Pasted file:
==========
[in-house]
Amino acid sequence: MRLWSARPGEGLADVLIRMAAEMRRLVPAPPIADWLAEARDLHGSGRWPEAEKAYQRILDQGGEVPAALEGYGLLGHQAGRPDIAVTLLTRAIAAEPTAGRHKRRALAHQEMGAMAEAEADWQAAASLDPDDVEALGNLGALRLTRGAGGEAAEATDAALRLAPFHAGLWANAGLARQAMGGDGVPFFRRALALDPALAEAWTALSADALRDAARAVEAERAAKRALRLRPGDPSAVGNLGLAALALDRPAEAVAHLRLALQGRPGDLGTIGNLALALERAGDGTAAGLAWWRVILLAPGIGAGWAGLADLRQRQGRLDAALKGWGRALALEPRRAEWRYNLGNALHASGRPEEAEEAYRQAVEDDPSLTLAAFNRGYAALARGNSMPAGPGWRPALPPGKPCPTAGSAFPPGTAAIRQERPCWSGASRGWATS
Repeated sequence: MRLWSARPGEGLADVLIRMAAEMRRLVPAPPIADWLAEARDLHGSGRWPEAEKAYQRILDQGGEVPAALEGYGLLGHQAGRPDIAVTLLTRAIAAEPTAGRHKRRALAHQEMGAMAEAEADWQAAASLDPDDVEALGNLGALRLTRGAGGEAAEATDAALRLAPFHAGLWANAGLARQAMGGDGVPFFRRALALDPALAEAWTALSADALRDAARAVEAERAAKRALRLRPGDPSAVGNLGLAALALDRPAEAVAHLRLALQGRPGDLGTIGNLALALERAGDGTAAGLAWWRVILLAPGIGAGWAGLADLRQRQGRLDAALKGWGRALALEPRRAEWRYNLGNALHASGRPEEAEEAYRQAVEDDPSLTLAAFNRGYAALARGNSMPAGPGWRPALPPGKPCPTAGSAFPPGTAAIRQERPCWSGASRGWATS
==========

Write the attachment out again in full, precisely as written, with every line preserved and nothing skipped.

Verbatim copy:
[in-house]
Amino acid sequence: MRLWSARPGEGLADVLIRMAAEMRRLVPAPPIADWLAEARDLHGSGRWPEAEKAYQRILDQGGEVPAALEGYGLLGHQAGRPDIAVTLLTRAIAAEPTAGRHKRRALAHQEMGAMAEAEADWQAAASLDPDDVEALGNLGALRLTRGAGGEAAEATDAALRLAPFHAGLWANAGLARQAMGGDGVPFFRRALALDPALAEAWTALSADALRDAARAVEAERAAKRALRLRPGDPSAVGNLGLAALALDRPAEAVAHLRLALQGRPGDLGTIGNLALALERAGDGTAAGLAWWRVILLAPGIGAGWAGLADLRQRQGRLDAALKGWGRALALEPRRAEWRYNLGNALHASGRPEEAEEAYRQAVEDDPSLTLAAFNRGYAALARGNSMPAGPGWRPALPPGKPCPTAGSAFPPGTAAIRQERPCWSGASRGWATS
Repeated sequence: MRLWSARPGEGLADVLIRMAAEMRRLVPAPPIADWLAEARDLHGSGRWPEAEKAYQRILDQGGEVPAALEGYGLLGHQAGRPDIAVTLLTRAIAAEPTAGRHKRRALAHQEMGAMAEAEADWQAAASLDPDDVEALGNLGALRLTRGAGGEAAEATDAALRLAPFHAGLWANAGLARQAMGGDGVPFFRRALALDPALAEAWTALSADALRDAARAVEAERAAKRALRLRPGDPSAVGNLGLAALALDRPAEAVAHLRLALQGRPGDLGTIGNLALALERAGDGTAAGLAWWRVILLAPGIGAGWAGLADLRQRQGRLDAALKGWGRALALEPRRAEWRYNLGNALHASGRPEEAEEAYRQAVEDDPSLTLAAFNRGYAALARGNSMPAGPGWRPALPPGKPCPTAGSAFPPGTAAIRQERPCWSGASRGWATS